Excluding one-time items, GM made a $9.9 billion profit, or $6.62 per share, the greatest since leaving bankruptcy in 2009. The earnings beat Wall Street estimates. Analysts polled by FactSet expected $6.33 per share. Full-year revenue was $145.6 billion, which also topped expectations.
GM says the change in the U.S. tax code forced it to write down accumulated losses that it uses to avoid corporate income taxes. Assets fell from $33.6 billion, to $24 billion. Since the corporate tax rate fell from 35 percent, to 21 percent, the losses are worth less.
About 50,000 GM factory workers will get $11,750 profit-sharing checks late this month, based on a full-year pretax North American profit of $11.9 billion.
A $7.3 billion accounting charge pushed General Motors into a $3.9 billion net loss for 2017, but without the expense the company posted record per-share earnings.
Chief Financial Officer Chuck Stevens said GM still expects economic growth this year even with a possible 0.75-point increase in the prime interest rate. He says credit availability is still strong, interest rates are relatively low, and he expects wage growth and more disposable income from tax reform.
"We are constructive that 2018 will be another strong year both globally and in the U.S.," Stevens said. "We are not overly concerned at this point around some of the discussion around inflation that we've seen. We think overall the macro environment is and will remain constructive."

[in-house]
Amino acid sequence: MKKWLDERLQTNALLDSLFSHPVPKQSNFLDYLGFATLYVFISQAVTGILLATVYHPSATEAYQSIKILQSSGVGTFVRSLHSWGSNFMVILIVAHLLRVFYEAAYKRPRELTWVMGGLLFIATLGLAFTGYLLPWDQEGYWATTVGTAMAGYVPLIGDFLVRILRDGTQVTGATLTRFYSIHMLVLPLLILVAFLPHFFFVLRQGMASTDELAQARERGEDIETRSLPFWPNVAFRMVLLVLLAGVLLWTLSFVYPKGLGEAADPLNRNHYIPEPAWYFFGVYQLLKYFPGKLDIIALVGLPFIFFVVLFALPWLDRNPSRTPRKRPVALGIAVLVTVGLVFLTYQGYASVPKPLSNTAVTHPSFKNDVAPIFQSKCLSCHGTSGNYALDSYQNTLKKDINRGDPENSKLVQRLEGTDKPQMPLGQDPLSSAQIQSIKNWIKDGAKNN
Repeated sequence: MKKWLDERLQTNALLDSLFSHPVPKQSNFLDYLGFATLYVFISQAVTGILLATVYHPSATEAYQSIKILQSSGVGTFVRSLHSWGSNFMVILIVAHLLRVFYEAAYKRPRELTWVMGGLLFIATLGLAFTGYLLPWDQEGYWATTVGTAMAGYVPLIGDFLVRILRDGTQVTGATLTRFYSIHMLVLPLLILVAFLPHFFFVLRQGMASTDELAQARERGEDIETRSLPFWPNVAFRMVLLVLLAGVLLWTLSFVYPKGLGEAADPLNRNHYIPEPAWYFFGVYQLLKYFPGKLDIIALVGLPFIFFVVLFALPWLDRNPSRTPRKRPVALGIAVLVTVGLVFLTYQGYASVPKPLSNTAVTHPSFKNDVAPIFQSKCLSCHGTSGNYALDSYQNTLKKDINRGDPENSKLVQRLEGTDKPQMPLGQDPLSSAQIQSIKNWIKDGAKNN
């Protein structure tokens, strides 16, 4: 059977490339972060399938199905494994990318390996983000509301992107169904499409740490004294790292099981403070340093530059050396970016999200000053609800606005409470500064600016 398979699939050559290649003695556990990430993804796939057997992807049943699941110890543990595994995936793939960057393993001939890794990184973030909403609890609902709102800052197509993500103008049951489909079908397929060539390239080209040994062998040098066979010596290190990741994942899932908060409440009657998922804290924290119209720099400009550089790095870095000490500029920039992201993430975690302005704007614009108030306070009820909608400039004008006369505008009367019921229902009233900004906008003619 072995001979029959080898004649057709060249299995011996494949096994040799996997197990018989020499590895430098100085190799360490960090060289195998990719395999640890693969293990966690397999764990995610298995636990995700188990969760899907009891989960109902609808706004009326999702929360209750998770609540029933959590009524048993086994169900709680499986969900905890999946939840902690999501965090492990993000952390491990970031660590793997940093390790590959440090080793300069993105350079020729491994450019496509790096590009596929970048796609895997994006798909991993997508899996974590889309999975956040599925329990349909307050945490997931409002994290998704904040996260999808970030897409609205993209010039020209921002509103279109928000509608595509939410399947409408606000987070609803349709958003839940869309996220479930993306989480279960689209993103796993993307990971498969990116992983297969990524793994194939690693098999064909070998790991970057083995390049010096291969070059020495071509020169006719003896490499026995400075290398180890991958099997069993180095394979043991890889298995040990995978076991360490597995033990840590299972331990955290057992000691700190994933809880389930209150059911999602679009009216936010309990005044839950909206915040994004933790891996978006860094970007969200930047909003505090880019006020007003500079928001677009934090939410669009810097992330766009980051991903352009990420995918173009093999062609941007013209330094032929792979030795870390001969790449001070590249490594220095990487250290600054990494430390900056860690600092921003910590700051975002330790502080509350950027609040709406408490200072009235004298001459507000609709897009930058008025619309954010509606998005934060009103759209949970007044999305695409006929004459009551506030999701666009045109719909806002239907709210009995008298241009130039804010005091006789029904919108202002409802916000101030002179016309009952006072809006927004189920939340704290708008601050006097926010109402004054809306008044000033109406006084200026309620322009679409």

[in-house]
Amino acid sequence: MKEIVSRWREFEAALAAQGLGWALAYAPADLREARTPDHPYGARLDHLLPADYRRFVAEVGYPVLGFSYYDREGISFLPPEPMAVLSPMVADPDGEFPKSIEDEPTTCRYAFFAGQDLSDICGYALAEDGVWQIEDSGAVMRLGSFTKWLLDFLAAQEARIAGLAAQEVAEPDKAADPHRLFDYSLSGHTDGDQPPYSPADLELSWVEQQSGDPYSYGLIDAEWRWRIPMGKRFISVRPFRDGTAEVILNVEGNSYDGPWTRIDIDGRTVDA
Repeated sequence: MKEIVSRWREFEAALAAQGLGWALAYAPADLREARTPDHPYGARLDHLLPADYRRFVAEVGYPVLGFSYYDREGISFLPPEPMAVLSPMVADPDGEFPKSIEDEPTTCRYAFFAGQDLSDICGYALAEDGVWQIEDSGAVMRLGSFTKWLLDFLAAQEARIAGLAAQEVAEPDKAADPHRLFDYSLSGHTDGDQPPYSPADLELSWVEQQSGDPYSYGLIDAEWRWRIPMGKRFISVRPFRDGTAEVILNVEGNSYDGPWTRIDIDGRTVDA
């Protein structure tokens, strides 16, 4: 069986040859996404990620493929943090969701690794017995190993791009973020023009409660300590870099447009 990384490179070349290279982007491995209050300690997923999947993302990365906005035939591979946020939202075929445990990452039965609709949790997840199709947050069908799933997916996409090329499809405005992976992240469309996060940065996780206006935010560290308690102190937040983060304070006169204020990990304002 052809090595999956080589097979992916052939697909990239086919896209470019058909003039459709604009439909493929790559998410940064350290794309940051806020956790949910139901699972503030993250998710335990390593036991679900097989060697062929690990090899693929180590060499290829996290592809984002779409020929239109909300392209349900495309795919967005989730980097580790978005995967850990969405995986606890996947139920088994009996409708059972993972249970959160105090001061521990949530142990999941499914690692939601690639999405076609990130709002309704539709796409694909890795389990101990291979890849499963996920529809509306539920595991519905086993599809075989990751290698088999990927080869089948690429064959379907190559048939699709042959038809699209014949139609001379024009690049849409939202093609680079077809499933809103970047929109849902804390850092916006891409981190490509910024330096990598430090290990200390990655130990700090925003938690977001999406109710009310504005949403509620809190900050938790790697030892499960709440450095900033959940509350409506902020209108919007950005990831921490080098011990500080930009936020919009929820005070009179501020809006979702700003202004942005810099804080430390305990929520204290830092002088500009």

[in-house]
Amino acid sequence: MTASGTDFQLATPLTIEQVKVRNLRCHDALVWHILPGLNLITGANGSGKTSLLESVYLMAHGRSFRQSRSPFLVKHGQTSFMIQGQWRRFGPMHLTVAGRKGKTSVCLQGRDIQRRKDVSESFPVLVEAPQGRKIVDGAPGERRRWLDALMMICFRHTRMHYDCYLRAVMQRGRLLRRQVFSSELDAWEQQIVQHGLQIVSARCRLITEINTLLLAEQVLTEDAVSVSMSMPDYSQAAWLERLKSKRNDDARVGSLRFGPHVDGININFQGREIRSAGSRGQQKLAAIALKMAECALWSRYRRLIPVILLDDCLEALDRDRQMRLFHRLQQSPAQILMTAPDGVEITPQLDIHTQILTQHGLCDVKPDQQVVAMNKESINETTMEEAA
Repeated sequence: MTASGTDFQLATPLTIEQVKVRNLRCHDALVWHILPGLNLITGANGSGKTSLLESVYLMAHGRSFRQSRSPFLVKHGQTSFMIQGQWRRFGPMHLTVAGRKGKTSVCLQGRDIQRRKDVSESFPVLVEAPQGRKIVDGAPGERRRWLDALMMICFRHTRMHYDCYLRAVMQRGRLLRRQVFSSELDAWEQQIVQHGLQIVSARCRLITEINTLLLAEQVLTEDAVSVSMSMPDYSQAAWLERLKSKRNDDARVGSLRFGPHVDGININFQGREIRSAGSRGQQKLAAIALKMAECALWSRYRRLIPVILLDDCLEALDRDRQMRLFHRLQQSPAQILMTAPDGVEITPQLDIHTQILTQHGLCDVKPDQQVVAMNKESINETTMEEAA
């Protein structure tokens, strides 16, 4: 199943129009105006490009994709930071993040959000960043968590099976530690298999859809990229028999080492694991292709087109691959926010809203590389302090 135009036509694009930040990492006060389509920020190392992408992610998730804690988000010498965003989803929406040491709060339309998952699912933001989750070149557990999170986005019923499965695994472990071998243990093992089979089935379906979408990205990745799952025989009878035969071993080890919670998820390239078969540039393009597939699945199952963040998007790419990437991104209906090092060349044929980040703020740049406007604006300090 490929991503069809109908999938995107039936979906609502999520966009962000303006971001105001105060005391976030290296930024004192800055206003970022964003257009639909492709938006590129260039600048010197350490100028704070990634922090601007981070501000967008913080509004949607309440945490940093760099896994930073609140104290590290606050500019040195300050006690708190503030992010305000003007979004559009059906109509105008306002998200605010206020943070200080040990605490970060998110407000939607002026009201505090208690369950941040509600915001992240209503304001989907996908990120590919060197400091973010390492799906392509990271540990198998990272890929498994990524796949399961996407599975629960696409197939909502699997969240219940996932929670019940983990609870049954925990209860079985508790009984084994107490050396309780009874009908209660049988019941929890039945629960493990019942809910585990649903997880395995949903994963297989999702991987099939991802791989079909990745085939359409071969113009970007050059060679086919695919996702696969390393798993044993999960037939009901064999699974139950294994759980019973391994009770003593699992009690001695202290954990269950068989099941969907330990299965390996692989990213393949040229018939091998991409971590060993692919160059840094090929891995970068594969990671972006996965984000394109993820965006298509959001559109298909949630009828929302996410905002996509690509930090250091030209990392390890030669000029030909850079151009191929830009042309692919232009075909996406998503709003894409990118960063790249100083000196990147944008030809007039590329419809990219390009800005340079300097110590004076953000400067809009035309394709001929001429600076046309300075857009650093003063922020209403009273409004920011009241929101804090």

For the fourth quarter, GM posted a $5.2 billion net loss due to the accounting charge. Without charges, the company made $2.4 billion, or $1.65 per share, soundly beating analyst estimates of $1.39. Fourth-quarter revenue was $37.7 billion, which also beat analyst estimates.
Shares of General Motors Co. rose 4.6 percent to $41.37 in Tuesday morning trading. They have fallen 2.5 percent so far this year. U.S. stocks suffered sharp losses in the first few minutes of trading Tuesday but reversed course into positive territory.